Work in Progress
More than 90% of commercially owned foreign real estate in England is held through secrecy jurisdictions. This study combines high quality administrative land register data with leak data on foreign ownership to establish new facts about the motives and ultimate owners behind these investments. In a first step, we exploit tax policy changes and transparency shocks and show that both tax avoidance and secrecy are important motives of foreign real estate investors. By tracking the final investment of an international investor, namely the real estate asset, we can show how asset flows between different foreign countries react. In a second step, we link these data to leaked corporate records. This allows us to trace ownership, usually hidden by corporate structures in secrecy jurisdictions, from the land plot through to the ultimate beneficiary. Results indicate that a significant share of ultimate beneficiaries are UK citizens. The study thus furthers our understanding of international capital flows and has implications for evaluating price developments in real estate markets.
Invited Seminar: University of Basel (invited by Kurt Schmidheiny)
Invited Seminar: University of Konstanz (invited by Almuth Scholl)
Symposium of Public Economics: University of Osaka
Invited Seminar: University of Halle (invited by Lena Tonzer)
Invited Seminar: University Eichstaett-Ingolstadt (invited by Dominika Langemayr)
LMU junior faculty retreat: University of Munich, LMU
IIPF annual conference: University of Iceland, Reykjavik (presented by Daniel Weishaar)
LMU Junior Faculty Retreat: University of Munich, LMU
Multinationals and international intra-firm insurance
with Sarah Clifford
This paper investigates whether the existence of an internal capital market increases resilience of multinational affiliates during economic downturns. Does the international reach of the multinational firm create more flexible access to credit, particularly in times of credit shortage, and does this affect performance throughout a crisis? We combine multiple sources of entity level panel data and compare the borrowing and lending patterns of affiliates of multinational enterprises to the patterns of comparable domestic firms at the onset of a financial crisis. We first document large differences in the financing patterns of multinational affiliates and domestic entities in response to the global financial crisis of 2008. Evidence suggests that multinationals directed credit towards the headquarter in response to this crisis, causing a large drop in credit of foreign affiliates relative to comparable domestic entities. Interestingly, we do not find these patterns when looking at national crises, suggesting that the flexibility of the internal capital market allows multinationals to react differently to global versus national crises.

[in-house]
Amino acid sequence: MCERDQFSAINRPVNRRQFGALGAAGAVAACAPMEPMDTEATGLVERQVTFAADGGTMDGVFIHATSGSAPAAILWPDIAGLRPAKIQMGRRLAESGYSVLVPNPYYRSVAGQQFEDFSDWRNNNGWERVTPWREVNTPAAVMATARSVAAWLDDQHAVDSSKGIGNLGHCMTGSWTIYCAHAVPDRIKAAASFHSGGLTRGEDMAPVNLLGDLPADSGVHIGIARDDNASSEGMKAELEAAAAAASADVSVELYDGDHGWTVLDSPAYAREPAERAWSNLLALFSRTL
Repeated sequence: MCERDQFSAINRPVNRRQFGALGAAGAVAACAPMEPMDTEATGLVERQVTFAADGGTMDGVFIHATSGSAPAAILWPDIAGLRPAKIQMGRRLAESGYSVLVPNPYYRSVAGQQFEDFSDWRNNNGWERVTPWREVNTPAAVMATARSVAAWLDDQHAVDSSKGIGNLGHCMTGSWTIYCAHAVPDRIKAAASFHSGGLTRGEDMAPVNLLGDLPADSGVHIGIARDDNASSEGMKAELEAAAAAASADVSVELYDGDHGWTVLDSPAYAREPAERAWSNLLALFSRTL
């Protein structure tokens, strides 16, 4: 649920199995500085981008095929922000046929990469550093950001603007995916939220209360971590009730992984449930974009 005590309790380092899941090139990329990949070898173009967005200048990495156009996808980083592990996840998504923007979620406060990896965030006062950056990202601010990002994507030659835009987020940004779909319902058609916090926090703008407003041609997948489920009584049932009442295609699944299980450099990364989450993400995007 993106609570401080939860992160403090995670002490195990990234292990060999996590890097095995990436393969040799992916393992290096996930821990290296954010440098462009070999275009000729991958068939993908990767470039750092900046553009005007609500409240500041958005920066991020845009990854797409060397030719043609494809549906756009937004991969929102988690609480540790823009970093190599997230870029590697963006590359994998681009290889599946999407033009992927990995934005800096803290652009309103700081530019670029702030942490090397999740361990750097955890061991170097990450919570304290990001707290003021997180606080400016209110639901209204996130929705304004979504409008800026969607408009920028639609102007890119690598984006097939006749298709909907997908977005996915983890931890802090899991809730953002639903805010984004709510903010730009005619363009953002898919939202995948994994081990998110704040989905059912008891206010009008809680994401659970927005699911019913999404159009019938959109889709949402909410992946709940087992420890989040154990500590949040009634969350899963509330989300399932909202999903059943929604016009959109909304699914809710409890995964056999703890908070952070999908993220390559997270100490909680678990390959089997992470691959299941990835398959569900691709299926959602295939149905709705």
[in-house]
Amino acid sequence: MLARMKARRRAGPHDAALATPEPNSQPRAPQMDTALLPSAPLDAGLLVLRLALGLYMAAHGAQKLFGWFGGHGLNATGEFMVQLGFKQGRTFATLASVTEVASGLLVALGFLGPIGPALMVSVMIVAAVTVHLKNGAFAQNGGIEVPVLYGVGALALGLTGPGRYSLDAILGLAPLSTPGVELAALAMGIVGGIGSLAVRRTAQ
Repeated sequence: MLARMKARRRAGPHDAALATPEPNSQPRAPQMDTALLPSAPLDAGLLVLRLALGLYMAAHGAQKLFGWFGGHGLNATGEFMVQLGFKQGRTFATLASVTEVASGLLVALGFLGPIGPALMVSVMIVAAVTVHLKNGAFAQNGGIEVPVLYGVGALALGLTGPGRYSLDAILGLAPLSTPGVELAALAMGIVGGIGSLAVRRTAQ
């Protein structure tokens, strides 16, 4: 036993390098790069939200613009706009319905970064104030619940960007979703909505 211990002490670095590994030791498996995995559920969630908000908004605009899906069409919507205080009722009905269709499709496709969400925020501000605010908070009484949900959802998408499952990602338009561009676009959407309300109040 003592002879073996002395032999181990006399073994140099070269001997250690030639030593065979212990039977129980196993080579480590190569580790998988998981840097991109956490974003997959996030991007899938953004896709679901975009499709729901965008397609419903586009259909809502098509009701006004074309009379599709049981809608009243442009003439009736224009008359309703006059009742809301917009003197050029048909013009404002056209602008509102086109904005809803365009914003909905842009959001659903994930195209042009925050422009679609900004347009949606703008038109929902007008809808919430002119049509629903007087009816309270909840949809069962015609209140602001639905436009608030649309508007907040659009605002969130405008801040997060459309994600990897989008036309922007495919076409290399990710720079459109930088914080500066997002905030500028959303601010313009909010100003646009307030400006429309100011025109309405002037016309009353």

CES Public Economics Seminar: LMU Munich
CBT Brown Bag: University of Oxford (presented by coauthor)
Internal banks of multinational enterprises in tax havens
with Sarah Clifford, mimeo
Germany’s Efforts to Curb International Tax Evasion
with Hannes Fauser
We evaluate the impact of regulatory attempts by German authorities to combat international tax evasion. Monthly cross-border deposits from tax havens in German banks show a 32-34% reduction in reaction to bilateral information exchange. These findings are comparable in magnitude to a number of reference studies which confirms Germany as a valid case study for international tax evasion. We show disaggregated reactions for a list of tax havens and find large reactions to information exchange for Guernsey, the Bahamas, and Jersey. We then employ a manually constructed narrative databases collecting changes in the German tax code and information leaks from tax havens. Tax evaders do not react to changes in tax rates and leaks show consistent signs but are rarely significant. These results confirm information exchange as the main focus in the analysis of international tax evasion.
IIPF annual conference: University of Tampere
16th Workshop on Public Economics: WZB, Berlin
Making the invisible visible. An empirical assessment of the Eurodollar and its consequences
with Andrea Binder
The repressed recovery from the 2008/2009 Financial Crisis has highlighted significant frictions in the US-dollar based international monetary system. Researchers argue that one reason for this predicament is the Eurodollar, i.e. money creation outside national regulation. Yet, empirical evidence on the Eurodollar system is scant as available statistical data does not distinguish between US dollar and the Eurodollar. This paper asks about the role of the Eurodollar in the international monetary order, both in size and in substance. Building on a conceptual analysis of the distinct nature of the two currencies the paper proceeds in three steps: First, we construct a global estimate of the volume of the offshore created Eurodollar and compare it to the onshore created US dollar. This is possible via a combination of national currency breakdowns and bilateral exposures to offshore financial centres available in the BIS banking data. Second, we assess the effect that the existence and size of the Eurodollar system has on US monetary policy. Finally, we discuss what the findings mean for the nature and governance of the contemporary international monetary system.
ISA annual convention: Toronto